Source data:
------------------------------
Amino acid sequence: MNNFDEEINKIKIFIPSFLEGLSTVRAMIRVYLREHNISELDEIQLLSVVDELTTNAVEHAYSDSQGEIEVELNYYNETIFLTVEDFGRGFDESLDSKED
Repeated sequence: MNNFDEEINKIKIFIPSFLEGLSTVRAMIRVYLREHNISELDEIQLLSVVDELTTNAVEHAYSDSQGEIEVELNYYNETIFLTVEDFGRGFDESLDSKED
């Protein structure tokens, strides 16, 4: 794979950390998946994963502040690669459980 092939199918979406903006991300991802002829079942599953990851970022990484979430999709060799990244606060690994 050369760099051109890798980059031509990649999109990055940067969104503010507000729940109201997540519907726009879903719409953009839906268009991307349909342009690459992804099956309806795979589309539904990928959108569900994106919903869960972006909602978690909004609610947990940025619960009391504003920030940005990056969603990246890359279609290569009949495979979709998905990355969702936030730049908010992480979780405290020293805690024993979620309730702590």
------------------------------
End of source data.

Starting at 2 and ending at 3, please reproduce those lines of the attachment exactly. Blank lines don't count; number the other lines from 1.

Repeated sequence: MNNFDEEINKIKIFIPSFLEGLSTVRAMIRVYLREHNISELDEIQLLSVVDELTTNAVEHAYSDSQGEIEVELNYYNETIFLTVEDFGRGFDESLDSKED
């Protein structure tokens, strides 16, 4: 794979950390998946994963502040690669459980 092939199918979406903006991300991802002829079942599953990851970022990484979430999709060799990244606060690994 050369760099051109890798980059031509990649999109990055940067969104503010507000729940109201997540519907726009879903719409953009839906268009991307349909342009690459992804099956309806795979589309539904990928959108569900994106919903869960972006909602978690909004609610947990940025619960009391504003920030940005990056969603990246890359279609290569009949495979979709998905990355969702936030730049908010992480979780405290020293805690024993979620309730702590």